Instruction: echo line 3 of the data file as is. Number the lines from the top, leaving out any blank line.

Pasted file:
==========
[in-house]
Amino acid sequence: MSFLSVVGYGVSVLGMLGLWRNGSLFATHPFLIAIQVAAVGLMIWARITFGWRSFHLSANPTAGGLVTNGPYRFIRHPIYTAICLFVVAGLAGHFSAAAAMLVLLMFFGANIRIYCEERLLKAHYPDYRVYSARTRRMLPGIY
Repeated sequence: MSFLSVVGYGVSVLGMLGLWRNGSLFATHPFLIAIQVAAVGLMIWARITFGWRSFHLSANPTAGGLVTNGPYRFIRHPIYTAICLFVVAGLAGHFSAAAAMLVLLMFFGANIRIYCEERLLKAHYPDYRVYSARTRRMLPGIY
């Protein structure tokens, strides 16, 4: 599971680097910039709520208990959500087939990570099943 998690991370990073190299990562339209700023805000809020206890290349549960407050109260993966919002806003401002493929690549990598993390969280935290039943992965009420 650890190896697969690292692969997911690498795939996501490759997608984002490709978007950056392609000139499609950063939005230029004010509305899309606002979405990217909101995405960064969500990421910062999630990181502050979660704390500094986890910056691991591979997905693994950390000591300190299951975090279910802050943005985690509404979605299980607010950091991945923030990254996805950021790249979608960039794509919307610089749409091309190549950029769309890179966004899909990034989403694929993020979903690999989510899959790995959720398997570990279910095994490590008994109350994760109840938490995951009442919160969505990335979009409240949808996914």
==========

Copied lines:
Repeated sequence: MSFLSVVGYGVSVLGMLGLWRNGSLFATHPFLIAIQVAAVGLMIWARITFGWRSFHLSANPTAGGLVTNGPYRFIRHPIYTAICLFVVAGLAGHFSAAAAMLVLLMFFGANIRIYCEERLLKAHYPDYRVYSARTRRMLPGIY